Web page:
-To remove the nine story “mistake by the lake” building and other blighted buildings on the parcels as soon as possible.

-To immediately beautify the area as a green space.

-To enter into a planning process with the community as to how to develop the area in the best possible way as a dynamic focal point for community activities. Many ideas have already been suggested including a wooden boat building exhibit, a Native American wood carving exhibit, a salmon festival facility, a merry-go-round, and even a heritage library.

-To consider the possibility of incorporating features on the Isthmus that could serve as part of a strategy to protect Downtown Olympia from the effects of rising sea level.

For more information about the Olympia Capitol Park Foundation, go to

For more information on the draft Parks and Recreation plan, go to

For more information and pictures about the recent history of the isthmus property in this blog, go to Click on the search button and enter "isthmus" to save you a whole lot of time.

Above: Jerry Reilly, chair of the Olympia Capitol Park Foundation, listens to Senator Karen Fraser at a community forum about the isthmus in March of 2009.

Tuesday, June 15, 2010

Citizens Speak Against Trillium Development at Hearing

Above: Concerned community members packed the city council chambers last night for a public hearing by the city's hearing examiner, Tom Bjorgen, regarding DR Horton's proposed development called Trillium.

By Janine Gates

Chambers Lake Basin area community members packed the Olympia city council chambers last night to testify against the Trillium development proposed by DR Horton.

A master planned development, Trillium would consist of 500 single family and multi-family dwelling units bordered by Morse-Merryman Road Southeast, 40th Avenue, and Highline Drive. The preliminary plat would subdivide the 80 acres into 313 residential lots. DR Horton is seeking approval of the project as a whole, but proposes to construct the project in two phases.

Area residents brought up a wide range of reasons to deny the application based on issues related to increased traffic, a lack of nearby school capacity, persistent storm water and flooding issues, the current abundance of wildlife and the cumulative effect of other developments being proposed in the rural area.

City of Olympia planning and development staff have recommended an approval of the application. Hearing Examiner Tom Bjorgen heard the case and testimony from 6:30 p.m. until 11:00 p.m.

At 11:00 p.m., Bjorgen said he would continue the hearing to Monday, June 28, 6:30 p.m., in the council chambers to allow those who did not have an opportunity to testify to do so at that time. Twenty one of the 41 people who signed up were able to testify.

Due to statements by Bjorgen at the outset of the meeting that public testimony would not be taken until both sides have presented their case, which could have taken hours, many community members left the hearing, thinking they could come back on the 28th to testify.

Both sides, however, limited their opening remarks so public testimony could be taken earlier, which started at 8:00 p.m. Bjorgen admitted the confusion and said he will allow additional testimony to be taken on the 28th by those originally in attendance last night.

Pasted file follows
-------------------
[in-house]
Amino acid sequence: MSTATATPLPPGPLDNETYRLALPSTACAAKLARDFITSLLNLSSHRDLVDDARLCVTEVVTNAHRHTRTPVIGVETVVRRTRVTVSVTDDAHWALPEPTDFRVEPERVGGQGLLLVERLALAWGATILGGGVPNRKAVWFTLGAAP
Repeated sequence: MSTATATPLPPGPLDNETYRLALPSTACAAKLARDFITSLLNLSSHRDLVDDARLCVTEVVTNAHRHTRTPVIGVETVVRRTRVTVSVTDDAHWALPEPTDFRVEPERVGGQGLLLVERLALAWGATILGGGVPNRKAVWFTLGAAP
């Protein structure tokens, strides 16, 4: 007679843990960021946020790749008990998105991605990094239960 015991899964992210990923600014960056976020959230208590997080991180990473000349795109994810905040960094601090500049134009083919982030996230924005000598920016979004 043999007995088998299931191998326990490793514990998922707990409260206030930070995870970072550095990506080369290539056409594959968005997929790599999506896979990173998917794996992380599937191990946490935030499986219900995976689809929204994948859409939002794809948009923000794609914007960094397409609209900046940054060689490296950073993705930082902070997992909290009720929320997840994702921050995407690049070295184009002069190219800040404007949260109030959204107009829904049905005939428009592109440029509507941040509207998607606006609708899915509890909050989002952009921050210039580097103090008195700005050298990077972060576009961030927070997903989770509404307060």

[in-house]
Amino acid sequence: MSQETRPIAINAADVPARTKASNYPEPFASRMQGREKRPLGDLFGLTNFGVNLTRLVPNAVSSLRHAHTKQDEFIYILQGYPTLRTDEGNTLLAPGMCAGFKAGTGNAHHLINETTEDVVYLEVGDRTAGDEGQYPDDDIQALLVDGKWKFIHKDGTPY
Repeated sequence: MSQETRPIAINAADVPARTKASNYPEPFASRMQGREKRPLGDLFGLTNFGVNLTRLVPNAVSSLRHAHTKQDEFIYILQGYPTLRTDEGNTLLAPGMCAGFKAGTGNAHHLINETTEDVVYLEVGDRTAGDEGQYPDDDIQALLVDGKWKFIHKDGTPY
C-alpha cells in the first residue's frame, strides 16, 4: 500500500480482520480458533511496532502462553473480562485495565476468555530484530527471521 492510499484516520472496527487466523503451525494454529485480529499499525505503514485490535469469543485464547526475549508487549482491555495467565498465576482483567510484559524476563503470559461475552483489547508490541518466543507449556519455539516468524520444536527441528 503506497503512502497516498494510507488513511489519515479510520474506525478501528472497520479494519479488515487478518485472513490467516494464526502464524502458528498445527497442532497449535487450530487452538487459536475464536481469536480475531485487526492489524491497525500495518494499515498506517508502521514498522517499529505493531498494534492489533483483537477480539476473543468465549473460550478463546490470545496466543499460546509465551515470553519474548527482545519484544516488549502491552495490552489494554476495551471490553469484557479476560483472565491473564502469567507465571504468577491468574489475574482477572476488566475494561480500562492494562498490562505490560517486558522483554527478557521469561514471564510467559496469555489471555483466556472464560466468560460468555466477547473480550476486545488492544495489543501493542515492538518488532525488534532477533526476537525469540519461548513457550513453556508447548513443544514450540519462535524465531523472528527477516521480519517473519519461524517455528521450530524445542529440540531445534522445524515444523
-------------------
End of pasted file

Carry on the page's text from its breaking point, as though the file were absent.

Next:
“This is not an opportunity to bring in a wave of new testimony,” cautioned Bjorgen, in extending the public comment period.

The Chambers Lake Basin area in southeast Olympia is located on the periphery of Olympia city limits, but within the Olympia urban growth area. It is rural in nature with no nearby conveniences such as public transit, city water or sewer, sidewalks, or shopping centers.

In 2006, the Olympia City Council responded to drainage and flooding concerns by declaring a moratorium on development in the Chambers Lake Basin area. The moratorium was lifted in 2008 after the city was convinced developers would properly mitigate storm water issues. Developers have so far failed to comply with requirements.

The Trillium proposal is one of several major development proposals near the Thurston County boundary. Each development, including Chambers Lake Residential, Newman Park, and Bentridge are owned by different development corporations.

DR Horton representatives gave a Powerpoint presentation of the project and highlighted commercial spaces, a village green space, open spaces, tree preservation efforts, wetland protection, storm water facilities, and pedestrian trails. Community members expressed concern about each of these features.

DR Horton is also responsible for the developments in Thurston County such as Horizon Pointe, The Pointe, Bay Hill, Amhurst, and Woodbury Crossing, also known as College Station.

The master plan for Trillium was originally submitted in 2005 and has changed significantly throughout the years. At one point Bjorgen asked the applicant for a rough estimate of when the project is proposed to be completed. “It’s up to my client,” said the attorney for DR Horton.

Many residents fear the land will be stripped of vegetation, graded, with roads put in place, only to languish for years, as other DR Horton projects have done.

The County and the Connector Road

Above: Thurston County Commissioner Karen Valenzuela speaks with community members John Cusick, left, Gus Guethlein, partially obscured, and Jim Zahn, at last night's meeting.

In a surprise success for community members, the city announced in its opening remarks that it has withdrawn its request for a road connection from Highline Drive to the Trillium development. The road connection has been turned into a bicycle and pedestrian path. Up until the night before the hearing, the city was still insisting that the connection remain a road.